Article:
The Litigator Adapts to the "Narcissistic Witness"

 

The Litigator Adapts to the "Narcissistic Witness"

 

Occasionally, the litigator discovers that the most dangerous part of his/her case is a "narcissistic" key fact or expert witness. This witness may not actually qualify for a psychiatric diagnosis of narcissistic personality disorder, but nonetheless represents a challenging and frustrating witness to prepare.

 

Here, I am using the term "narcissistic witness" loosely to characterize a witness with an unwarranted sense of self importance, prideful self-confidence and/or knowledge producing an arrogant, prickly demeanor, lacking in empathy and resistant to self-awareness or constructive corrective input.

 

Healthy and Unhealthy Narcissism...

Whereas healthy narcissism allows a person to maintain a sense of self-esteem and well-being at times of calamity, the unhealthy narcissism I refer to here is a defensive posture which attempts to protect a fragile underlying personality structure, an armor overlying an easily crushed eggshell.

 

Narcissistic Injury...

The narcissistic witness feels "injured" by actual or perceived criticism that is common in cross examination. This "narcissistic injury" may lead to frustration, for which the witness has few coping skills. The narcissistic witness may then "over-react" resulting in sparring with the questioner and the creation of falsehoods, exaggerations and distortions of facts and claims.

 

More Manageable versus Less Manageable...

The litigator, in recognizing the narcissistic posture, needs to distinguish between more manageable and less manageable witnesses. The more manageable narcissistic witness will be willing to "eat crow" and absorb the narcissistic injury of criticism in order to follow case theory and strategy to achieve overall goals. The less manageable narcissistic witness will not be able to let go of primitive psychological defenses.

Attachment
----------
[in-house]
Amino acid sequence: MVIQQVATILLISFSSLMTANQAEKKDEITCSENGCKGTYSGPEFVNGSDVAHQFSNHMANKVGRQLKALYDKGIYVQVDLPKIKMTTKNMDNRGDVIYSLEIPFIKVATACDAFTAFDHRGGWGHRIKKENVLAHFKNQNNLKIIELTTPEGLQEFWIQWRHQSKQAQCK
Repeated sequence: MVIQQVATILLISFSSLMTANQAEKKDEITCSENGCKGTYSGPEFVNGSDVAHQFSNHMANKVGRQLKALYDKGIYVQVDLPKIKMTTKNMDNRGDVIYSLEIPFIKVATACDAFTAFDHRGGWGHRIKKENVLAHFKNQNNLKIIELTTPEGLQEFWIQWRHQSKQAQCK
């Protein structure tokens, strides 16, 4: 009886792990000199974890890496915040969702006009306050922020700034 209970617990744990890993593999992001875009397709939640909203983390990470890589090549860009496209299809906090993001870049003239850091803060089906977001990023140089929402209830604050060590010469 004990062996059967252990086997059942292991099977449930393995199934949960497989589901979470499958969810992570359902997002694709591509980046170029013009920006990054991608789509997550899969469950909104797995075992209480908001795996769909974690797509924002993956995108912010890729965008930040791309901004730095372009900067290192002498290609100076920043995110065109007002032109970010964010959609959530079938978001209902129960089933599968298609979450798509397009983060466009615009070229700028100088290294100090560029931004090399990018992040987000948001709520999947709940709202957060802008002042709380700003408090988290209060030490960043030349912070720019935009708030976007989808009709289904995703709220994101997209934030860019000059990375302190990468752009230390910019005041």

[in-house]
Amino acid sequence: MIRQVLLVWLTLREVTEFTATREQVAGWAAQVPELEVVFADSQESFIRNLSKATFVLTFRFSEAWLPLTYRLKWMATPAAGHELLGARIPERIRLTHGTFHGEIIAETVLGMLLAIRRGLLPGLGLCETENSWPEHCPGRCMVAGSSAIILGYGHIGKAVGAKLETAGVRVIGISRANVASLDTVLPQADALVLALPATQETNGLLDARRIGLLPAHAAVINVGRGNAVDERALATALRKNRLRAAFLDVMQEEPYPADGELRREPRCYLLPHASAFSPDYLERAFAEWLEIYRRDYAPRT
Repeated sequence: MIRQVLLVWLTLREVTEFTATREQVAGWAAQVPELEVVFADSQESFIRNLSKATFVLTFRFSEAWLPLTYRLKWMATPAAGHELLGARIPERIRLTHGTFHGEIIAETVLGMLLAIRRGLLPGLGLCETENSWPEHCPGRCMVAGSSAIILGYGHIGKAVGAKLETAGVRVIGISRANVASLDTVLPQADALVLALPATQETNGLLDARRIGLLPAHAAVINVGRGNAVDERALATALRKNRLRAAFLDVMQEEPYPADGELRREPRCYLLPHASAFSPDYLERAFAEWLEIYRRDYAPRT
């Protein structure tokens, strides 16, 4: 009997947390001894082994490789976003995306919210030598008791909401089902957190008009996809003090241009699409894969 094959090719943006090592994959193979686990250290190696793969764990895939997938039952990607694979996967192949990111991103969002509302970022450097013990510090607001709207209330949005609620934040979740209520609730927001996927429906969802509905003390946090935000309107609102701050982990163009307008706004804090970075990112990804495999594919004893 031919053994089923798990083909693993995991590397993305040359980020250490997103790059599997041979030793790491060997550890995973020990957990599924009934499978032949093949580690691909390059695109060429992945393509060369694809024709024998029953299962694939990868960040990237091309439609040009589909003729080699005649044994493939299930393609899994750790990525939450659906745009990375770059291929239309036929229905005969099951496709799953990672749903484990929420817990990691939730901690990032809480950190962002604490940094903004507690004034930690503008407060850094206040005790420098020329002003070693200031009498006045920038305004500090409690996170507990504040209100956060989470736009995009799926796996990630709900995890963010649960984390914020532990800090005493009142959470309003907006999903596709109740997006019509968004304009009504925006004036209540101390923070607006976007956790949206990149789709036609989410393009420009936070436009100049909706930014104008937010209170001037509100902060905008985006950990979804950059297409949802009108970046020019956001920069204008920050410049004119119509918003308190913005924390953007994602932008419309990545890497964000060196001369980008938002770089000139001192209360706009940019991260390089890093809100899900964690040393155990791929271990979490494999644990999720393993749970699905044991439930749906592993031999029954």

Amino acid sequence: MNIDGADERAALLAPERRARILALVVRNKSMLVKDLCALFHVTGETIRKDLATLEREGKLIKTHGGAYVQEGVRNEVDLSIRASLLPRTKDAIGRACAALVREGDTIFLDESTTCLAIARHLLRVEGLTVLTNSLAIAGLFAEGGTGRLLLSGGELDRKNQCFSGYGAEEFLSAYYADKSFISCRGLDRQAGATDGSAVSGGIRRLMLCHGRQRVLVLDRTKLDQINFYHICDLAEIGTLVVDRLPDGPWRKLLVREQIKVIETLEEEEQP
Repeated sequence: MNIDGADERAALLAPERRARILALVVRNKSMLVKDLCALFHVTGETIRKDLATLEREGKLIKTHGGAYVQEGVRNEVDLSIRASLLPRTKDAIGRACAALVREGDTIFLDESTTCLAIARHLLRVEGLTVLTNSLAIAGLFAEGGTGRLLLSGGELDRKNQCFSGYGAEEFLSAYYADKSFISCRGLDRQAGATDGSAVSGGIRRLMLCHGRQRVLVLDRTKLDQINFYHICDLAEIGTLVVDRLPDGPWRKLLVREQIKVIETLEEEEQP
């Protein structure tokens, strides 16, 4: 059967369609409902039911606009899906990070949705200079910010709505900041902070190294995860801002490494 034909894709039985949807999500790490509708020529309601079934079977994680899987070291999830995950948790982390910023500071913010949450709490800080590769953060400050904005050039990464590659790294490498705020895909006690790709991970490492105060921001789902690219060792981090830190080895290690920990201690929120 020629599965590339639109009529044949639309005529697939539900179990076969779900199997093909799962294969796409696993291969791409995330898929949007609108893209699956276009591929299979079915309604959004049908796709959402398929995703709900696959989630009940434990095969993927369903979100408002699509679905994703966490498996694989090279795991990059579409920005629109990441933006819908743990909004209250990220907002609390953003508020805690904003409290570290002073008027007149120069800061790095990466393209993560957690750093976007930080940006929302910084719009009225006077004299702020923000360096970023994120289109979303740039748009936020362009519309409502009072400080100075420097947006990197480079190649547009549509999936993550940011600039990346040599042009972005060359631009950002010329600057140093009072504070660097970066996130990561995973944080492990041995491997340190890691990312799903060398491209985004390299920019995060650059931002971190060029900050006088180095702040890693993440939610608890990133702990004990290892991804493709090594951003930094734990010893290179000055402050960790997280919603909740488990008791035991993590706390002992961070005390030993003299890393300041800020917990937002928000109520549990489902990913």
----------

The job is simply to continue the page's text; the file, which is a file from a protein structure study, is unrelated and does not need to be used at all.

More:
Primitive Psychological Defenses...

The primitive psychological defenses derive from the central defense called "splitting." This primitive defense literally splits the world in two, the good and the bad. There are no shades of gray. Think about the extreme political right and left-the further out you go, the less able to tolerate disagreement and the more apt to have antagonistic splinter groups. From this basic stance in life, in which the person cannot accept him/herself as anything but "good," and the other as anything as "bad," several things follow: (1) the "identification" of anything the person thinks or does as "good" (remember Nixon, "If the President does it, it cannot be illegal."); (2) the "projection" of bad or evil onto anyone with an opposing point of view; and (3) a sense of "paranoia" and hyper-vigilance.

 

Challenge without Criticism... 

Since the narcissistic witness will react badly to criticism, try to turn corrective comments into challenges. Use the "I WONDER IF" technique. Suppose you have a narcissistic witness (engineer, brain surgeon, CEO, etc.) who is using language the jury will not understand. Tread carefully to not imply the witness is doing something wrong, and try, 'Gee, the jurors probably won't understand something that sophisticated. I WONDER IF there is a way for you to say it as if you were talking to high school freshmen.'

 

It would be nice if your narcissistic witness could develop self-awareness and empathy, admit and confront her deepest fears and become more likable, but that's not going to happen.

 

Blend with your narcissistic witness' need to be in control and recognize that the best you can do is get him to be a better "actor" for a short period of time. He may be willing to "play a part" for his own self-interest. Rather than sighing in disgust and rolling his eyes, he may be willing to sit a certain way, take a less condescending tone, and so on, just for selfish reasons.

 

Let your narcissistic witness "outsmart" the other side by not getting hooked into an angry response. "I know you won't let them get you to blow your cool. You're smarter than that!"

 

Role Play...

In preparing witnesses of any ilk, remember than role play is always more important than talking about testimony in an abstract or conceptual manner. Reverse roles from time to time, and let the witness experience asking the questions so that you can model appropriate responses. This is especially helpful with the narcissistic witness who may not be able to fully experience empathy and proper behavior, but may be able to mimic it.